Month: April 2008
David Cass, formerly an economist at the University of Pennsylvania, has passed away. His contributions were notable:
He made singular
contributions to economic theory, including the introduction of the "Cass-Koopmans"
growth model, the discovery of the "Cass" criterion for Pareto efficiency in overlapping
generations models. With Karl Shell, he discovered the importance of extrinsic uncertainty (sunspots)
in economic dynamics. His work with many
coauthors on incomplete financial markets was extremely influential.
The main idea of sunspots models is that when multiple equilibria are present, expectations can determine which equilibrium comes to pass. This is a twist on rational expectations; under RE people expect the true model but Cass showed that what is the true model will depend on what people expect. If I recall correctly, Cass also helped figure out when problems with infinities will render growth models incoherent or invalid. Cass’s version of "high theory" is exactly what is out of fashion today but in the 1980s it was the rage. I believe some of his work will return in importance. Here is Cass on scholar.google.com.
Thanks to Chester Norman for the pointer.
"Do Funds-of-Funds Deserve Their Fees-on-Fees? "
The answer, of course, is yes.
I was giving a talk and I referred to Beethoven’s slow movements as some of the most splendid creations of humankind. Russ asked me for a list, so I’ll nominate the following:
1. The Emperor Concerto. This warhorse is a much underrated piece of music, especially the slow movement. The best recording, and indeed one of the best classical recordings of all time, is Michelangeli-Celibidache.
2. Beethoven’s 9th. You could try the recordings by Abbado, Barenboim, or Klemperer, among others, for sublime takes on the slow movement.
3. The Late String Quartets, most of all Op.132 but indeed all of them. The slow movements are done best by Quartetto Italiano or the Busch Quartet, noting that the latter has inferior sound quality.
4. Hammerklavier Piano Sonata. Schnabel’s take on the slow movement is the most profound, but his outer movements are a mess. Gilels or Pollini are safer. The box of late piano sonatas by Solomon covers the slow movements beautifully as well; when push comes to shove that is my pick.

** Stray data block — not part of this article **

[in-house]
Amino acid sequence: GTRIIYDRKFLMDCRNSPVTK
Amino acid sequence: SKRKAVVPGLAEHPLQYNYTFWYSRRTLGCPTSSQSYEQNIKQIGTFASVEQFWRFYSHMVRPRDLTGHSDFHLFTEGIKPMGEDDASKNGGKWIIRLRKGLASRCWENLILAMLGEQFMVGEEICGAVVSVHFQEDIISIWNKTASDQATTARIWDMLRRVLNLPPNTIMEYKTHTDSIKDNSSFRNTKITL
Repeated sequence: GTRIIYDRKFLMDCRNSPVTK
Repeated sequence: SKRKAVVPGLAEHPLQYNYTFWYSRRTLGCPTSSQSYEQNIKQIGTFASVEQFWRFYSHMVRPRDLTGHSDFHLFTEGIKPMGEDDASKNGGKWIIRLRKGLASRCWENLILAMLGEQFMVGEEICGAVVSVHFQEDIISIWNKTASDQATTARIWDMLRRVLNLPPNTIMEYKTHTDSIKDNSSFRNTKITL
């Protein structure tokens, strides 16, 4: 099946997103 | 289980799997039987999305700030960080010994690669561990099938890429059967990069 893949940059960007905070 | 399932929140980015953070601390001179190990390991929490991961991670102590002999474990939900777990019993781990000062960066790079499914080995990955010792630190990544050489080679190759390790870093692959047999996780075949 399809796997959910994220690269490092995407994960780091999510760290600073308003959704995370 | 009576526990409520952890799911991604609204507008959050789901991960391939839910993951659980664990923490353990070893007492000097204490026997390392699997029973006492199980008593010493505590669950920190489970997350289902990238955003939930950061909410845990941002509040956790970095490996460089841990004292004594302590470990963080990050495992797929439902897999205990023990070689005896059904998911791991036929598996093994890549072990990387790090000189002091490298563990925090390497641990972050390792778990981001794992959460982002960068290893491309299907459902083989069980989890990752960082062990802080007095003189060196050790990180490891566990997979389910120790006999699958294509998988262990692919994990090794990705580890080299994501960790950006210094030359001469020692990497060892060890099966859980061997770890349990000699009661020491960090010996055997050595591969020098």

Richter-Rostropovich are the choice for the slow movements in the cello sonatas. And don’t forget Ivan Moravec playing the slow movement in the Appassionata.
The Mobi is Germany’s mobility bonus, funding that covers moving, relocation and retraining costs for unemployed Germans seeking work anywhere in the world.
Plagued by high unemployment due to the turmoil of
re-unification and rigid labour laws, Germany has been helping
its skilled and less-skilled jobless workers match up with
foreign employers searching for manpower.
The country has also been offering financial support to
cover moving and transportation costs for the hordes of
unemployed Germans in search of jobs across the European Union,
and even as far away as Australia and Canada.
The mobility bonus strikes me as a move of desperation. The Germans have created a bloated welfare state and now they are paying people to get off the welfare rolls and get out. I wonder what Rawls would have said?
Even now, I see an opportunity for America:
Give me your tired, your poor,
Your huddled masses yearning to breathe free,
The wretched refuse of your teeming shore.
Send these, the homeless, tempest-tost to me,
I lift my lamp beside the golden door!
It’s pretty good.
The worst part: On day one the screen froze and it wouldn’t even turn off. Natasha had to read the instructions and press on a battery point with a pin to reboot it. What if that happened to me on an airplane? Must I now always carry around a small, sharp pin?